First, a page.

By Alexia Evripidou
NEARLY FOUR decades of archived Greek and Cypriot diaspora research will finally become available for general public viewing, in Kings College London and on-line in digitised archives later this year.
Dr Maria Roussou, a Cypriot born academic has spent much of her life studying people’s stories; mainly from the Greek and Greek Cypriot diaspora. With one of two degrees in Classics; Greek and Roman constitution and a doctorate in Social Anthropology, Maria has spent her long career travelling, talking and collating information on the Greek and Cypriot experience of leaving their respective motherlands. No stranger to the tribulations herself, Maria moved to England in 1978, making her a late first generation immigrant.
The story goes that there are so many Cypriots scattered around the world, that if they all returned to Cyprus and stood side by side, they would never fit on the island. One thing Roussou’s research has proved, is that there are indeed many Greek Cypriots living abroad, with Britain housing the largest communities at around 300,000 Greek Cypriots just in London.
“Nobody knows exactly the number of Greek Cypriots abroad, as it’s always evolving and changing. With intermarriages leading to the loss of their Greek/Cypriot identity,” explained Roussou. Her research has led her to interview Cypriots from around South Africa, Britain, Egypt, Australia, Chile, Argentina, Mexico, North America, Canada and Russia.
“I was inspired by one of my professors, the Hellenist Robert Browning. He believed that the best way to know yourself is to understand your culture and where you came from,” she said. So Roussou set off on her career teaching Sociolinguistics and Social Anthropology, concentrating on migrant communities from around the world, looking at language and identity.
With identity seemingly a resonating issue for the latter generations of the diaspora, many have struggled to hold onto their language and culture whilst being accepted in their new homeland.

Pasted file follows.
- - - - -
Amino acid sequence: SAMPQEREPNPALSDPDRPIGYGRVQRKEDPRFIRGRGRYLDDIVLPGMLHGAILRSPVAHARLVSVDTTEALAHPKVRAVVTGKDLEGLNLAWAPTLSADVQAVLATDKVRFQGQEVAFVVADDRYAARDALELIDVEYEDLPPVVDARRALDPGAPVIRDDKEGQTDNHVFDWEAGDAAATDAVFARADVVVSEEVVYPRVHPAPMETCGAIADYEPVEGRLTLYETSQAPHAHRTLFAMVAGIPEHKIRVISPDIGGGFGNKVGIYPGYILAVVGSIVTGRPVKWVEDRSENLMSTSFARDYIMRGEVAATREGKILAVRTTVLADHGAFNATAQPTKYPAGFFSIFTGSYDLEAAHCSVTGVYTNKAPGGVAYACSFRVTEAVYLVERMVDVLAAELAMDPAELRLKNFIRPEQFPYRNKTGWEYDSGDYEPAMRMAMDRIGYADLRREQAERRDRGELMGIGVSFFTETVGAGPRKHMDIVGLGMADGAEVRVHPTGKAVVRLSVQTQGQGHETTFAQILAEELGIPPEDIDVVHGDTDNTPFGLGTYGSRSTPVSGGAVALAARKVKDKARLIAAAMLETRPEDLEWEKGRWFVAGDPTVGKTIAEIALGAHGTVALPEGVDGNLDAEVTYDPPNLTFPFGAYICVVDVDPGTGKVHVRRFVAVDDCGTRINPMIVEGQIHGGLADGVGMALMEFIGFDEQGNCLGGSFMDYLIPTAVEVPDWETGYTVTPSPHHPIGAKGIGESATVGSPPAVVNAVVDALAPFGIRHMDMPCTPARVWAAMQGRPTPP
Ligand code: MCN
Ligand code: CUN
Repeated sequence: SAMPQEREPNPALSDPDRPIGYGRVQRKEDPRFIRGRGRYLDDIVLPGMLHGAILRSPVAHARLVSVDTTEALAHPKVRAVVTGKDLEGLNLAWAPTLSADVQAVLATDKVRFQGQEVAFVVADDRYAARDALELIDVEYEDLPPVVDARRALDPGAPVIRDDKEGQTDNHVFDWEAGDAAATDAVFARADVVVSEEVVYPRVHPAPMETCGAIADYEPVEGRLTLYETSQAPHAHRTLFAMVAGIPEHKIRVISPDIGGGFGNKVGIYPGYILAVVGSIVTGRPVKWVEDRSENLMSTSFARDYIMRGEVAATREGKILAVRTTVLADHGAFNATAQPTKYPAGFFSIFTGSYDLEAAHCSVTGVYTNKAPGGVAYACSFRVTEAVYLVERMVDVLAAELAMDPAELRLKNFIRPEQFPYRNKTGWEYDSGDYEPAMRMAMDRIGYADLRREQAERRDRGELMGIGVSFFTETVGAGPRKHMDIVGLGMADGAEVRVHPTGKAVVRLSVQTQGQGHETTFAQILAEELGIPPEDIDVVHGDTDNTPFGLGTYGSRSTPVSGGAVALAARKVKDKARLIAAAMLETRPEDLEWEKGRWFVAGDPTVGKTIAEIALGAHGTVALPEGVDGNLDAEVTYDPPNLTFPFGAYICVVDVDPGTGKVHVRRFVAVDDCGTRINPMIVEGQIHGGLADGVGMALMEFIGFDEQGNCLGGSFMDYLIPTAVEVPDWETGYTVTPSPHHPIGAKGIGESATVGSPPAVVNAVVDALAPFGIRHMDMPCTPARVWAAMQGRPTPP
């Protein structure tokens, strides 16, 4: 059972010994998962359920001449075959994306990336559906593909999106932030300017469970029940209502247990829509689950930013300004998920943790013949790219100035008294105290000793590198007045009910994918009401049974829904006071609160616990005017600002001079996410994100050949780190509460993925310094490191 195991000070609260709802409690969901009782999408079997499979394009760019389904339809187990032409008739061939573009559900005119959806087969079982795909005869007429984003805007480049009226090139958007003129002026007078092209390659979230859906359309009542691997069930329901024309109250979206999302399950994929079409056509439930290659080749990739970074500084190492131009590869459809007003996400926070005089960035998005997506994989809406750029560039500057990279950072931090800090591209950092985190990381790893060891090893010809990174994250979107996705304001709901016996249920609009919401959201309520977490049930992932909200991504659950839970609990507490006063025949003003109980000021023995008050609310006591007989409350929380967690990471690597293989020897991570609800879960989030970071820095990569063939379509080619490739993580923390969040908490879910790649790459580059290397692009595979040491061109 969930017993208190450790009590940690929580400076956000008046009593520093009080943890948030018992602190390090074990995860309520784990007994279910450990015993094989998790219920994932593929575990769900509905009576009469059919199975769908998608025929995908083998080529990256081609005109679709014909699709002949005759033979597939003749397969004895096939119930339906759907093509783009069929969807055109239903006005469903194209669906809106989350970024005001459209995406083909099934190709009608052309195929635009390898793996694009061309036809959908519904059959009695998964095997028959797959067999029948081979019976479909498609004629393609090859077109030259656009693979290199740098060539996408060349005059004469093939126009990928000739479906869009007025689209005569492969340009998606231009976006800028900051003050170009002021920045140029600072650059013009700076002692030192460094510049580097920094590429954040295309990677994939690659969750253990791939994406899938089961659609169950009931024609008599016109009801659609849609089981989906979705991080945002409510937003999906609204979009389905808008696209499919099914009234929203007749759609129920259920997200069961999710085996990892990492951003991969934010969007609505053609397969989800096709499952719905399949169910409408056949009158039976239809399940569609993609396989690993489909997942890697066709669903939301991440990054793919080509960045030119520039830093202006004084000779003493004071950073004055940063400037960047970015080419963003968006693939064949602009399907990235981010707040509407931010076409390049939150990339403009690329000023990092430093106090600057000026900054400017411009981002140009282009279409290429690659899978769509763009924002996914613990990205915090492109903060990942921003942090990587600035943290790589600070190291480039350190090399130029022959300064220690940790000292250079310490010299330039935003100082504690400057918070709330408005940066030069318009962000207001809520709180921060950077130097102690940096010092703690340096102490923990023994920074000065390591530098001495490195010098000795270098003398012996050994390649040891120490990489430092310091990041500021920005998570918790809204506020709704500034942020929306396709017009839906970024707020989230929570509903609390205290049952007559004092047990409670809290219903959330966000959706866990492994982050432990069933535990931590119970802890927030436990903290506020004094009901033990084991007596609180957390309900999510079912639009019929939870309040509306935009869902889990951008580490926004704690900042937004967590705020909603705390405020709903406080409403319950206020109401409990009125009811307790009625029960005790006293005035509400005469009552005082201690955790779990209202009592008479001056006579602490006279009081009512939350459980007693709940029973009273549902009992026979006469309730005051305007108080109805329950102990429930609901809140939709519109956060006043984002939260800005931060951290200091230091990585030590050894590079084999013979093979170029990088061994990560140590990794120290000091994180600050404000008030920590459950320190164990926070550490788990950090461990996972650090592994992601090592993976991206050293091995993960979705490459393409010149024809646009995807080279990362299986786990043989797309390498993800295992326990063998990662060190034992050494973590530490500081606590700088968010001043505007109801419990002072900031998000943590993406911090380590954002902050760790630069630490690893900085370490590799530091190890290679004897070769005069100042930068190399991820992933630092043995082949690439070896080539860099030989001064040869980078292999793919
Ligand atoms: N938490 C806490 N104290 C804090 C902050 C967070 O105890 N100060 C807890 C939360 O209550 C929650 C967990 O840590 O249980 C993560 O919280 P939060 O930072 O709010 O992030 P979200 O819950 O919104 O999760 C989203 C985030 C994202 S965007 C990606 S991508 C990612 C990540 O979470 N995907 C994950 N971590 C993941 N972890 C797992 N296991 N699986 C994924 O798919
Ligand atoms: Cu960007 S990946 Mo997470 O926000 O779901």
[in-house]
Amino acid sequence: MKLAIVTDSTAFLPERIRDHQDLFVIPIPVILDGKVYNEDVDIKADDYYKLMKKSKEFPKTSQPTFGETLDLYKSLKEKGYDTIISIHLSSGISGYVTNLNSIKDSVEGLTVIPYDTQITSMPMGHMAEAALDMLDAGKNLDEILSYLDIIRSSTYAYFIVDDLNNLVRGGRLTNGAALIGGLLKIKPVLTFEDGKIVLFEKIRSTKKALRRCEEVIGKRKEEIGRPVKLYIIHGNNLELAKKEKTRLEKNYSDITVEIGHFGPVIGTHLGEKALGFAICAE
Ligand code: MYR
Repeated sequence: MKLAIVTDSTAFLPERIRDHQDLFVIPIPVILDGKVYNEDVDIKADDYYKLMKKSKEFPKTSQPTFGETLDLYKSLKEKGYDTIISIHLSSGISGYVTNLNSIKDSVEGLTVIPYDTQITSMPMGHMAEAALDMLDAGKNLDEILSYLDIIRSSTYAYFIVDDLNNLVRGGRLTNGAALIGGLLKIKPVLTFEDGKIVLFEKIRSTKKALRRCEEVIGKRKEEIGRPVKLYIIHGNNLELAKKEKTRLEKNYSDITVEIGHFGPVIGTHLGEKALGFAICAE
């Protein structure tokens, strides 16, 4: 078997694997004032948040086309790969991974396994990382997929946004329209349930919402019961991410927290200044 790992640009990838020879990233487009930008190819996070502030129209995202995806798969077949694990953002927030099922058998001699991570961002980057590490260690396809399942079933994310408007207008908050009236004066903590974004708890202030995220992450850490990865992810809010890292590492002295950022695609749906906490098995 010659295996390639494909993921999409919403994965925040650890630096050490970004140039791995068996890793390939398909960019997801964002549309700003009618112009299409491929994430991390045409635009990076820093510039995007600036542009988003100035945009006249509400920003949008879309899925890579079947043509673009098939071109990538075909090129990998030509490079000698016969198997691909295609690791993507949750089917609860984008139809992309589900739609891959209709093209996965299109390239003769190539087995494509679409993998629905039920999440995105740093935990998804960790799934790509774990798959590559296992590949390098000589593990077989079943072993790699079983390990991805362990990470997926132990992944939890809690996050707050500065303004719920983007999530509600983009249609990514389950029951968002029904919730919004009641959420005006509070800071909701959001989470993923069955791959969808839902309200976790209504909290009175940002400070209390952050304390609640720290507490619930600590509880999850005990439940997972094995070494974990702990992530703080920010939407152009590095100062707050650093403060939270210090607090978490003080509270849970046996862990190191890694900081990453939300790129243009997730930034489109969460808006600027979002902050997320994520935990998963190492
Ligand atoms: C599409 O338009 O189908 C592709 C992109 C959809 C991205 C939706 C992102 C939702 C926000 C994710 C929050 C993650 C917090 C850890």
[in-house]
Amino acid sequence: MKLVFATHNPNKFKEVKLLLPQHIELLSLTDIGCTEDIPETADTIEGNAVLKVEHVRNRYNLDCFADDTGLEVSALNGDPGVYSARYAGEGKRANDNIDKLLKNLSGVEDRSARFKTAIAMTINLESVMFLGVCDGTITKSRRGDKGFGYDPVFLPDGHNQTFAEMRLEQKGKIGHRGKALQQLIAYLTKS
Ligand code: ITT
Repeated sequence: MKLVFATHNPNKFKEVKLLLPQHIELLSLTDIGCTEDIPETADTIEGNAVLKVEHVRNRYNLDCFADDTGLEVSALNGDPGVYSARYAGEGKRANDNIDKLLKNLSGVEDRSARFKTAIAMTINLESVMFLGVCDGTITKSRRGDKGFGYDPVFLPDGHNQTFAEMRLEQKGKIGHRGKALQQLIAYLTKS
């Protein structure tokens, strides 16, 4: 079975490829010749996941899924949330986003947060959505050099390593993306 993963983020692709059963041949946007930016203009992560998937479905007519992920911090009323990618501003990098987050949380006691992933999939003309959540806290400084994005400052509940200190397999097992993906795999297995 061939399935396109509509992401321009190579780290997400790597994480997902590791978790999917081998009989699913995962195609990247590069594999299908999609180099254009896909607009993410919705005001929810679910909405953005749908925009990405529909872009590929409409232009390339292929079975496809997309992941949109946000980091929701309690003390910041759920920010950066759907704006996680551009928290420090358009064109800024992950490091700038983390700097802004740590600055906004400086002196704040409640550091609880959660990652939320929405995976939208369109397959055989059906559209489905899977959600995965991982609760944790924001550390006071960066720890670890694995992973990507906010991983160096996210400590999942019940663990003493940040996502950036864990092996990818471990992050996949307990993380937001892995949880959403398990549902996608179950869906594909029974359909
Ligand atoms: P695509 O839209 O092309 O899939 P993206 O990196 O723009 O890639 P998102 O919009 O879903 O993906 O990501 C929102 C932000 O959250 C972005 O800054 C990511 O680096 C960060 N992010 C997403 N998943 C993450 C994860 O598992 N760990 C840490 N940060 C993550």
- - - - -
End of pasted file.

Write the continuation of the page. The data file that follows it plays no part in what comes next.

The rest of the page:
“Identity is important for everyone’s survival because you need to know yourself to be a good person, whether in London or Chile.”
As a result of these challenges, especially those faced by the second generation diaspora, in 1991 Roussou set up The Diaspora Centre Trust – a non-profit charitable organisation – as a way to help them. With the support from her MA and PhD students, other professors and professionals, the centre was set up to promote the study of the historical roots and the evolution of Diaspora Greek and Greek Cypriot communities world-wide.
It does so through the collection of oral history materials by finding, collecting and preserving records and other memorabilia of historic or public interest and cultural importance connected with the Greek and Cypriot diaspora worldwide.
Greek Cypriot and Nobel prize winner Christopher Pissarides from the London School of Economics and Constantinos Leventis (founder of the Hellenic centre 1993) are also involved in the centre. Financial assistance came from the ministry of education and culture and from various donations as well as from Leventis himself.
With the research contribution also from others, Maria produced a three part book series; ‘Greeks outside Greece’: Studies of Communities, Sociolinguistics; Language and Identity and Study of Literature in the Diaspora.
“We did this in order to give the second and third generation of Greek Cypriots abroad a voice. Addressing what they felt and why it was important for them to have a voice,” she said.
The first generation did not have these problems of identity, their place was to survive, to work hard in their new countries and put a roof over their family’s heads with food in their stomachs. In the meantime, they had to send back money to Cyprus to support parents, brothers, aunts, uncles and dowries for their sisters etc.
Many Greek Cypriots went on to build up empires around the world in catering, rag industry, selling Lefkara lace, ostrich farming and ultimately pumping the money back into Cyprus. Some even brought the business back home like the ostrich business which went from South Africa, to Texas and now Malounda.
The first Greek Cypriots began to arrive on British shores in the early 1930s, getting involved in the catering and clothes industry. Slowly they brought over friends and families (chain migration). The first immigrant to the UK is thought to be Father Ierotheos Kykkotis. Research has shown that these first immigrants shared certain characteristics; they were adventurers, often leaving their homes for work and education.